The Pop Art filter enhances colors, making them more vivid and deeply saturated. It was one of my favorite filters to use when capturing images that need a little impact.

The original photograph was “made in the shade” as the old expression goes and the colors are a bit flat although the E-P1 did a wonderful job with its AWB and auto exposure in Program mode. Exposure was 1/100 sec at f/5 and ISO 320. The image made with the Pop Art filter captures more of my original intent in making the photograph. ©2009 Joe Farace

 

The Pin Hole Camera filter reproduces the color tone and the peripheral vignetting of photos made with a toy camera, so it’s really more of a digital Holga effect than a true pinhole camera look. The above image was, for example, made at an aperture of f/6.3 while my Zero Image (www.zeroimage.com) pinhole camera has an aperture of f/256 or thereabouts.

The original photo of this street rod was made using the 14mm-42mm f/3.5-5.6 ED lens with an exposure of 1/250 sec at f/6.3 at ISO 320. The Pin Hole Camera filter (on the right) kicked up the contrast, increased saturation, and vignetted the edges of the frame creating a look I actually prefer over the original. ©2009 Joe Farace

 

Soft Focus creates the familiar soft focus effect that works great with still life or portrait subjects. Like a real soft focus filter, the aperture used has an effect on the final look. For example, smaller apertures produce less effect than wider apertures.

I photographed my wife Mary after we finished lunch at an outdoor restaurant as a RAW file at 1/80 sec at f/5.6 and ISO 400 using only natural light. She was simultaneously captured as a JPEG file using the Soft Focus filter as shown on the right. ©2009 Joe Farace

 

Pale and Light Color uses muted color tonalities to apply what Olympus calls a “gentle looking light” on the photographs. Photographers who are fans of on-camera filters might liken this to the effects produced by Cokin’s Pastel filter.

The original RAW image at the top was captured with an exposure of 1/200 sec at f/7.1 and ISO 320. The bottom was made using the Pale and Light Color filter, which might be considered the opposite of the Pop Art filter since it subdues bright colors. ©2009 Joe Farace

 

Light Tone subdues highlights and shadows to produce the ambience of what Olympus calls a “perfectly illuminated” scene. Both the shaded and highlighted areas are softly rendered while maintaining detail. The effect is similar to using one of Tiffen’s Contrast filters and can be useful for controlling a scene’s contrast.

The entrance to this medical center was photographed with an exposure of 1/1250 sec at f/11 and ISO 640 and using the Light Tone filter (bottom) to tame the strong middle-of-the-day contrast. The top image shows the effect without the filter.

 

One of the most important factors to keep in mind when working with the E-P1’s art filters is that their successful application to any image is highly subject dependent. Some filters, such as the Soft Focus, work with all kinds of subjects and I use it to create interesting effects, not just on portraits but on photographs of cars as well.

 

Tip: By using simultaneous RAW+JPEG capture you can use Adobe Photoshop (or your favorite image editing program) to combine both image files as separate layers and then use the Eraser tool to allow selected portions of either layer to show through, combining the best aspects of both image files.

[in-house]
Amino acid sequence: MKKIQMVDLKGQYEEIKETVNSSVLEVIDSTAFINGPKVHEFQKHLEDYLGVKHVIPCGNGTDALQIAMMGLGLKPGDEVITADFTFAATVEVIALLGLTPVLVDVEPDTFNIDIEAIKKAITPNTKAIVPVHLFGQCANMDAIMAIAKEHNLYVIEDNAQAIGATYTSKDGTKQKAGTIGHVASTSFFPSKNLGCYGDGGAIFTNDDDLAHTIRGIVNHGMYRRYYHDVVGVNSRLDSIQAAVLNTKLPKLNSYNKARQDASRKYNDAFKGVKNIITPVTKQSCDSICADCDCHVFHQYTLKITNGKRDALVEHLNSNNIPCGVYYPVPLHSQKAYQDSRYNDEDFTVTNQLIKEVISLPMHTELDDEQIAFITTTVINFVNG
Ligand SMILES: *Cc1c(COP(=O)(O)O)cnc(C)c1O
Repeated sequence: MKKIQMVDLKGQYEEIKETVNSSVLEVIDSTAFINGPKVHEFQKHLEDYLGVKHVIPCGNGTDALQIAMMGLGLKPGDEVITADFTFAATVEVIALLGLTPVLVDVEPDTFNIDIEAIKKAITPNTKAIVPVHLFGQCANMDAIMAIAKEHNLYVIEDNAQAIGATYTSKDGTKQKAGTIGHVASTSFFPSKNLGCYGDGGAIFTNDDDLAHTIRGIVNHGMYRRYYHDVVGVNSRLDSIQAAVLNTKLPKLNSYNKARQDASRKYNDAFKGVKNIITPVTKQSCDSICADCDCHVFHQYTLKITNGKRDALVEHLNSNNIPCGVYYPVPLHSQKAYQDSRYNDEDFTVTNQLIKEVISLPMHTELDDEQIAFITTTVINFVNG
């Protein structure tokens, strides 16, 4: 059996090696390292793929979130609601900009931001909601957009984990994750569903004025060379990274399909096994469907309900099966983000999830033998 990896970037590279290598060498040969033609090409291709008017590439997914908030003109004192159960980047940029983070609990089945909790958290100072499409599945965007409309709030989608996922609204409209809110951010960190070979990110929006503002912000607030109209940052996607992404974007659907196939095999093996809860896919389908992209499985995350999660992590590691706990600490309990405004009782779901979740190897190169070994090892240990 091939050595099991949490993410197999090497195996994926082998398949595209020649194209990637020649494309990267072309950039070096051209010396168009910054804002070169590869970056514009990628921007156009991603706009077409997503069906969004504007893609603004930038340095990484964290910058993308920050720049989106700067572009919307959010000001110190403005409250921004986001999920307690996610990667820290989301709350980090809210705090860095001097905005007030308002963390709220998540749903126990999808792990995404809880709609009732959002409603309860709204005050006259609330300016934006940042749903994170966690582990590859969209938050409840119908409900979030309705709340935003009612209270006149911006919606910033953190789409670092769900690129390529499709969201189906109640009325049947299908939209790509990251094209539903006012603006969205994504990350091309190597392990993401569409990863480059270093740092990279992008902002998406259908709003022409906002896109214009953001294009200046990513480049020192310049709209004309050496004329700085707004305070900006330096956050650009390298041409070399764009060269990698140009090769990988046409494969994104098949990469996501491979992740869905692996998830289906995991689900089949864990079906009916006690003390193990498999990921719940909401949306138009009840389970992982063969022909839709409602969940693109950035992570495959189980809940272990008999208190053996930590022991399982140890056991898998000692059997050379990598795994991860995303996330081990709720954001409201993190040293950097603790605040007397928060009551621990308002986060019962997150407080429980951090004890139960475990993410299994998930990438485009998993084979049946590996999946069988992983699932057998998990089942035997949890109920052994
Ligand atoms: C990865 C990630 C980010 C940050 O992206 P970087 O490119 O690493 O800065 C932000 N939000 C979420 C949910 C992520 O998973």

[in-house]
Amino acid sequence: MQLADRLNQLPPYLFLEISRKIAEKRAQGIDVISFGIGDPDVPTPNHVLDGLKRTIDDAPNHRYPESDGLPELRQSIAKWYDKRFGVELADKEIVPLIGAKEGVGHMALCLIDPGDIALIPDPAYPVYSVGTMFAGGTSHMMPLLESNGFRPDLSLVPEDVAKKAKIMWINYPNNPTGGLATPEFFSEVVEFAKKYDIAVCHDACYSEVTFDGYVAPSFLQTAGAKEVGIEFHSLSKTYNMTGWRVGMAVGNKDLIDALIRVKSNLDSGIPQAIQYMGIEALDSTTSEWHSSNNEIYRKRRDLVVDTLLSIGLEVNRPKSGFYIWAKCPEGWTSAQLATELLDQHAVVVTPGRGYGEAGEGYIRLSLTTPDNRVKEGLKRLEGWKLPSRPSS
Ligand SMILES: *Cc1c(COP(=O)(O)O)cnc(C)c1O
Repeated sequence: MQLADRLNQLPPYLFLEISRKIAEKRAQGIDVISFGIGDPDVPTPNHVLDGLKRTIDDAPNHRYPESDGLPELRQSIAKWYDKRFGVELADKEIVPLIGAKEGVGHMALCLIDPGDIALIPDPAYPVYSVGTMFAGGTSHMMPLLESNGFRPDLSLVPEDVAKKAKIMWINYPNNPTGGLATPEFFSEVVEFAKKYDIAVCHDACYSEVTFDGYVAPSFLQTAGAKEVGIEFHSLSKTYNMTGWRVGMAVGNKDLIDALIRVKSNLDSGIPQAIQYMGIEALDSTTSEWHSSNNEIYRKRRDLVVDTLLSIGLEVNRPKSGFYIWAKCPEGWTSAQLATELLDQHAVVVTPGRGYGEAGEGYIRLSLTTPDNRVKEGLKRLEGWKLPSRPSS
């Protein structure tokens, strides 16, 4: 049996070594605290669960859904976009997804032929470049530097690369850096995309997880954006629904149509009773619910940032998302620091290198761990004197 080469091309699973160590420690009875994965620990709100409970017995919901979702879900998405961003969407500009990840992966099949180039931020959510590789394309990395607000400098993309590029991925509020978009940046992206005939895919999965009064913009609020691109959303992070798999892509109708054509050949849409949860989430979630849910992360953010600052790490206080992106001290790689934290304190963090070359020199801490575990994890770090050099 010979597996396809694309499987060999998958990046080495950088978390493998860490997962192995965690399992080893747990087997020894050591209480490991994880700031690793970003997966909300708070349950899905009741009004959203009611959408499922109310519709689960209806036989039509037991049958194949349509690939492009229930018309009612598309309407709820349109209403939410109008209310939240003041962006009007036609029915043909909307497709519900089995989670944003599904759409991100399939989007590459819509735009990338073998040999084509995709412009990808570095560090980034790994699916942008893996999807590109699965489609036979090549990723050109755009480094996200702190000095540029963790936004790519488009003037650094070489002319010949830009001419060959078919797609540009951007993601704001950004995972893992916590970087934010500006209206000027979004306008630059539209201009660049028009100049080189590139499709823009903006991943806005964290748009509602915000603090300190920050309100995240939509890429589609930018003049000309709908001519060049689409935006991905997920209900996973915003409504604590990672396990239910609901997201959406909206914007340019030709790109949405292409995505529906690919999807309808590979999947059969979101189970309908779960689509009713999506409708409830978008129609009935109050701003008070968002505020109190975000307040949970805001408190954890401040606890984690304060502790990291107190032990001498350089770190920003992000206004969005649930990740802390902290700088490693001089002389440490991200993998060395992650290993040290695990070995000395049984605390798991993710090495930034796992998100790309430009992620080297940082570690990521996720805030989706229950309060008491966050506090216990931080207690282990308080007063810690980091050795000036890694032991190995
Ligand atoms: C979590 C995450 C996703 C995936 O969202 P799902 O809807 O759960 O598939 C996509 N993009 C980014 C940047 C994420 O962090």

But wait! There’s more… The E-P1 is also equipped with 14 automatic scene modes such as Night-Scene, Portrait, and Landscape and the new ePortrait Mode lets you smooth your subject’s face in the camera before capture! Additionally, edits can be made post-capture using the ePortrait Fix mode with Olympus Studio software. Along with the Master software bundled with the camera that’s useful for RAW—Olympus uses the .ORF format— file conversion, a trial version of Studio is also included. The current (and beta) version of Adobe Camera RAW will read and process the E-P1’s .ORF files too.

 

MONOCHROME & MORE

 

The E-P1 also offers several Picture Modes including Vivid, Natural (where I keep it most of the time,) Muted, Portrait, and Monotone, which offers four additional levels of control including Contrast, Sharpness, B&W Filter, and Pict Tone. The B&W Filter mode lets you apply the digital version of colored filters to alter the tonalities of the monochrome image and includes the following filters: Neutral, Green, Red, Orange, and Yellow. Pict Tone allows you to apply in-camera toning to the photographs using Green, Purple (which is surprisingly interesting,) Blue, and the classical Sepia, although the Olympus version emphasizes orange tones more than some might shooters like.

 

As a reference image, Dawn Clifford was photographed as The Unsinkable Molly Brown (right) using the E-P1’s Natural color mode. Exposure was 1/15 sec at f/6.3 at ISO 640. A plus 1.7 stop exposure compensation was used to compensate for the backlighting. The same exposure would be used for all the monochrome versions that follow. ©2009 Joe Farace

 

Starting from upper right-hand corner and reading from right to left: The first photograph was made with the E-P1 set in Monotone mode and the Neutral digital filter was applied. The n image uses the Green Filter that is supposed to improve skin tones but doesn’t work as well with someone like Dawn, who has a deep tan. The red filter is n and landscape photographers will like the way it darkens skies and brightens clouds. Here it lightens the model’s skin tones.

N row: Olympus suggests that the orange filter is “useful for telephoto shots” but here it splits the difference between green and red in a portrait setting. The yellow filter provides “clear contrast between blue sky with clouds” and back in the old days of film, many photographers kept a yellow filter on their camera at all times. The final image was made with the neutral filter and sepia Pict Tone, and although green, purple, and blue tones are also available, the sepia tone seems to fit this subject best. Just as Art Filters are subject dependent, you’ll discover that’s also true of the E-P1’s monochrome options. ©2009 Joe Farace